from The Wall Street Journal,
Tens of thousands of parts that make up a vehicle often come from multiple producers in different countries and travel back and forth across borders several times.
President-elect Donald Trump has said that in his first days in office he will begin renegotiating the North American Free Trade Agreement, which connects Canada, the U.S. and Mexico, and leave the pact if Mexico doesn’t agree to improved terms for the U.S. He blames unfair trade, in particular with Mexico and China, for the loss of millions of factory jobs.
Ending the 1994 trade pact is relatively easy. The U.S. legally can pull out of Nafta six months after Mr. Trump as president notifies Mexico and Canada of his intention to do so, according to a September study by the Peterson Institute for International Economics in Washington. Imposing tariffs on imports lies within the authority of U.S. presidents.
For the auto industry, as Mr. Fledderman’s business shows, such a change would be substantially more complicated, because of the multilayered connections between U.S. and foreign suppliers and assembly points. The tens of thousands of parts that make up any vehicle often come from multiple producers in different countries and travel back and forth across borders several times.
This is a tenet of modern manufacturing: Where a product is ultimately assembled increasingly has little bearing on where its component parts are made.
more than half the parts in the Focus today are made outside the U.S. and Canada, including 20% in Mexico. Ford also ships in some of the car’s engines from Spain and transmissions from Germany.
Similarly, only 10% of the parts that go into the 200,000 BMW luxury crossovers built each year in Spartanburg, S.C., come from U.S. and Canadian plants, according to U.S. government data. The rest are imported from Europe and elsewhere. BMW in turn exports most of the Spartanburg plant’s production around the world.
By contrast, 70% of the components in the Honda CR-Vs assembled in Guadalajara, Mexico—the production of which soon will be moved to central Indiana—are currently made by U.S. and Canada-based factories, data show.
The parts that make up a car or truck, from bolts to motor blocks, window lifts to oil filters, account for two-thirds of its value, according to the Motor & Equipment Manufacturers Association, a trade group.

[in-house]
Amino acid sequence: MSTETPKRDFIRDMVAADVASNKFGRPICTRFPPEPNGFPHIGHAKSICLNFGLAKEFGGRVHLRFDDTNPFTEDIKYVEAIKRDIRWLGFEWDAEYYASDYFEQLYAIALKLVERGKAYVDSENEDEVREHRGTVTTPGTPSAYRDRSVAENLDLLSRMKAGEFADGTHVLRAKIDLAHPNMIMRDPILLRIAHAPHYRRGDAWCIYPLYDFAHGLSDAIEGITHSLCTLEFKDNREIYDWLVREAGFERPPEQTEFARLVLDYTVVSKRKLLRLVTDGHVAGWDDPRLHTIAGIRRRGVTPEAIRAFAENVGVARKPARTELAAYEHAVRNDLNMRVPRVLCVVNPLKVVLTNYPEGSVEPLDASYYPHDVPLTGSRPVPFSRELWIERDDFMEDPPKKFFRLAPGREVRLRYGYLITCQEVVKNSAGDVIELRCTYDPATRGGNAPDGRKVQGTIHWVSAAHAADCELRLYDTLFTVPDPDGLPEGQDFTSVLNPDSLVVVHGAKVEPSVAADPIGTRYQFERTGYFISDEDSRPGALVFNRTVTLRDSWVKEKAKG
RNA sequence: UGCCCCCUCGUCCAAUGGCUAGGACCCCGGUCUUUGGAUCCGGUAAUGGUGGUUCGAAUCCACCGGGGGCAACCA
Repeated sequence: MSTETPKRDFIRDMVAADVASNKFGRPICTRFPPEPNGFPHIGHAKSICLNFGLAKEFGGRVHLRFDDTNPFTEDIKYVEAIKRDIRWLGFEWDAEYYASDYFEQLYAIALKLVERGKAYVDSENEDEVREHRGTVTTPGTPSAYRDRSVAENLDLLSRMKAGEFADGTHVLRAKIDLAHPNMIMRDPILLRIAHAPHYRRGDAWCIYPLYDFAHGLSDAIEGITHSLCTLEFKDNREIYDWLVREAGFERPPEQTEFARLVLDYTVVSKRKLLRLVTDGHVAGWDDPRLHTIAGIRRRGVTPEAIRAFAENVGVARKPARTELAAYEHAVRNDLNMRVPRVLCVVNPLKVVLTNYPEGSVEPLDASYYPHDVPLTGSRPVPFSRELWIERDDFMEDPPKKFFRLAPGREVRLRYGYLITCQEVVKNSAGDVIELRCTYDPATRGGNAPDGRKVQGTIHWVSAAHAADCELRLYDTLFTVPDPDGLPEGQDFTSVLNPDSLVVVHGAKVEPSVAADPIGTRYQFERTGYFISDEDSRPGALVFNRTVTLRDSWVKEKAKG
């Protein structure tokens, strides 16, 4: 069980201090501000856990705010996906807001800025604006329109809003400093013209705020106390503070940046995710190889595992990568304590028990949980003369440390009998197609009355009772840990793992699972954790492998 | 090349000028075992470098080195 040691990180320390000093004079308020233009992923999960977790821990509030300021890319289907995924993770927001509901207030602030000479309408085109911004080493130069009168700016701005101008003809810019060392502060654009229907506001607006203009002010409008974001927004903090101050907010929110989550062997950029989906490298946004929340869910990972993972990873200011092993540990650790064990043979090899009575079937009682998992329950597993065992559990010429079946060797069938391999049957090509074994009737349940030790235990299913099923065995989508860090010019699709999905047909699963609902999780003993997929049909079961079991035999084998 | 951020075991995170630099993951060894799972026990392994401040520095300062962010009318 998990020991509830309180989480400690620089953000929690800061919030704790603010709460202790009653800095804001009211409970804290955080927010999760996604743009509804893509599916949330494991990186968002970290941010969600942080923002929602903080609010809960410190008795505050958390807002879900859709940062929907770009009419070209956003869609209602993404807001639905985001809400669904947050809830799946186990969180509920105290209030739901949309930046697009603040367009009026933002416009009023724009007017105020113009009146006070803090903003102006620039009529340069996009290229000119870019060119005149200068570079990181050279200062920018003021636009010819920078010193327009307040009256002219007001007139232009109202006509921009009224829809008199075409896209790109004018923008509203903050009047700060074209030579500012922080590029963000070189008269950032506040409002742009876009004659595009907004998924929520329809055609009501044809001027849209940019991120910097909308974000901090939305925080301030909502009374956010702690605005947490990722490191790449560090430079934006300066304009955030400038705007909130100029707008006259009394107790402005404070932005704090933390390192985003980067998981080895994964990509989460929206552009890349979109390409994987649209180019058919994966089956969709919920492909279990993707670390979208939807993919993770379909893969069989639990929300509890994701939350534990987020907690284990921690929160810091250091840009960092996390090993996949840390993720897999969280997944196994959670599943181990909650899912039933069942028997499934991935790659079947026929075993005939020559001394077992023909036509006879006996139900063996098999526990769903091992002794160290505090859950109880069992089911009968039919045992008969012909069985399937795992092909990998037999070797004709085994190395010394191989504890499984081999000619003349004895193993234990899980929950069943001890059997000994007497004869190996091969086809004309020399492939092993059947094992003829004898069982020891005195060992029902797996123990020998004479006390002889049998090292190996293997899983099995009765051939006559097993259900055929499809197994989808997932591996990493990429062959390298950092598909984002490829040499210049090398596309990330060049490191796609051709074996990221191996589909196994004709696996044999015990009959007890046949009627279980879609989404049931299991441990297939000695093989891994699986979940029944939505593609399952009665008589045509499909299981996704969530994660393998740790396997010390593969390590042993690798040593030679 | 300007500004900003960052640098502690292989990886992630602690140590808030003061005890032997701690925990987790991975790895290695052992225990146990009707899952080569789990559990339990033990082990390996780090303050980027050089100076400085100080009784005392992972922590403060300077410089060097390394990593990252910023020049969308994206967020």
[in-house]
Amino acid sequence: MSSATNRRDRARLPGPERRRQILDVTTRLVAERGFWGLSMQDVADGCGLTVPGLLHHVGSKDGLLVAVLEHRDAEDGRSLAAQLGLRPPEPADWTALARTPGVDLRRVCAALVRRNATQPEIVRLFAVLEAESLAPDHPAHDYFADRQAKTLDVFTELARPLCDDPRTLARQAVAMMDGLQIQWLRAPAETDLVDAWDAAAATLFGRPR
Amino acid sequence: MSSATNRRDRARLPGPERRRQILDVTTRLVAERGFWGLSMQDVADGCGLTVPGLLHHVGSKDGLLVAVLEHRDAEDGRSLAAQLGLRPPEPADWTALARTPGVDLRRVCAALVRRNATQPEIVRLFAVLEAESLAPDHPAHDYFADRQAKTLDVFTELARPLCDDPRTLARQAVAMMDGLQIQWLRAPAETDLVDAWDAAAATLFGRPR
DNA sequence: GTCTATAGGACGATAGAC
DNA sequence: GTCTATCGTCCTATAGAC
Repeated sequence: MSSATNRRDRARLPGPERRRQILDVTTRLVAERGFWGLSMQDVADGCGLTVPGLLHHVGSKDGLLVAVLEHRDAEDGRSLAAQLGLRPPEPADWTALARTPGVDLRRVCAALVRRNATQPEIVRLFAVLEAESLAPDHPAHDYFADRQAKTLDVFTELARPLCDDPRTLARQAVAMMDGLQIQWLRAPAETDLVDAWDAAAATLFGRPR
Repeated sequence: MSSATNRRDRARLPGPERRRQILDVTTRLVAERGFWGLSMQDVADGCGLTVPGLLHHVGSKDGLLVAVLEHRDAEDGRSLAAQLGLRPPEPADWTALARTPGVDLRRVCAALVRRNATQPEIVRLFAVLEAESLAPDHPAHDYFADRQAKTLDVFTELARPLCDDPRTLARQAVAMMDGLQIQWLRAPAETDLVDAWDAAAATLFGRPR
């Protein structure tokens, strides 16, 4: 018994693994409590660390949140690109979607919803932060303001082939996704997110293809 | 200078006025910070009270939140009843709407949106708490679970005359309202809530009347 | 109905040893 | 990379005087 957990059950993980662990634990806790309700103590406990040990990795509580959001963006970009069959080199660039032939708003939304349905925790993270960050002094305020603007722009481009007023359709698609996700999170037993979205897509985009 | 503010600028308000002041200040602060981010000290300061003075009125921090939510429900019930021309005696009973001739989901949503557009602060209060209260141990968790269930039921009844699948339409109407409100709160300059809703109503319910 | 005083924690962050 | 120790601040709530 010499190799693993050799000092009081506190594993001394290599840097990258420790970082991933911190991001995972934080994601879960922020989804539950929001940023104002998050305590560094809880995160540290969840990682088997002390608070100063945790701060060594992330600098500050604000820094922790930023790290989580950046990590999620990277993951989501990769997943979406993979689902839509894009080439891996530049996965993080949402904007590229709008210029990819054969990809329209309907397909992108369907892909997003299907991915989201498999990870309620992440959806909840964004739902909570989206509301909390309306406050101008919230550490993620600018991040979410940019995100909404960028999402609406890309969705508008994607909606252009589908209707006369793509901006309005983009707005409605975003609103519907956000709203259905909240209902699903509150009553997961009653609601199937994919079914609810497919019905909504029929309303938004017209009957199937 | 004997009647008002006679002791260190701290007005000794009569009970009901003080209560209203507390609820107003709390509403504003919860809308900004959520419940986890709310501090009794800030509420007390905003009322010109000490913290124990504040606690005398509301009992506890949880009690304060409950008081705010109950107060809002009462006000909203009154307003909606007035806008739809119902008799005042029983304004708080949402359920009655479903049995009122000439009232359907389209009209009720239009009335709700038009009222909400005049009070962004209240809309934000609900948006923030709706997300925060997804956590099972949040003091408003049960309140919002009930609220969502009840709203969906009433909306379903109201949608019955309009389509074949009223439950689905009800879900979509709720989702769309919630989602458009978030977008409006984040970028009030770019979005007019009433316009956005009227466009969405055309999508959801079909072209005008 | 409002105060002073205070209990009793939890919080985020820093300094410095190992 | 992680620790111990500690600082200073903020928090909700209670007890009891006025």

“You can’t buy an American-made car anymore. You can buy an American-assembled car,” said Loren Baisden, 32, a 13-year veteran of Ford’s assembly line now working at the company’s heavy-truck chassis plant in Avon Lake, Ohio.
“The free flow of components is integral to the supply chain in auto manufacturing,” Steve Arthur, an automotive analyst at RBC Capital Markets, said Thursday. It is “a situation not easily or inexpensively reversed.”
Still, with so much final assembly moving to Mexico, the epicenter of North American auto production, which for more than a century has been deeply rooted in the Midwest, is moving an average of 14 miles toward the Southwest annually, according to a 2014 analysis by IHS Markit Automotive Advisory, the consultancy.
The neighboring small Indiana cities of Anderson and Muncie, which straddle Interstate 69 less than hour’s drive north of Indianapolis, have been suffering that migration for more than three decades, as General Motors Co. and its suppliers have decamped for the south. The cities collectively have lost tens of thousands of high paying factory jobs.
[Mr. Todd Murray, President of Mursix Corp., a family-owned supplier company on the edge of Muncie,] said Wednesday that if a Trump administration overhauls or scraps Nafta, and gets tough with China, it could ultimately help him fend off that competition.
In the short run, he said, the healthier operating margins available to companies producing in Mexico will outweigh any new U.S. import duties. With the right policy mix, including lower corporate taxes, Mr. Murray said, any profits from Mexico operations could be invested to create cutting-edge technology jobs in the U.S.
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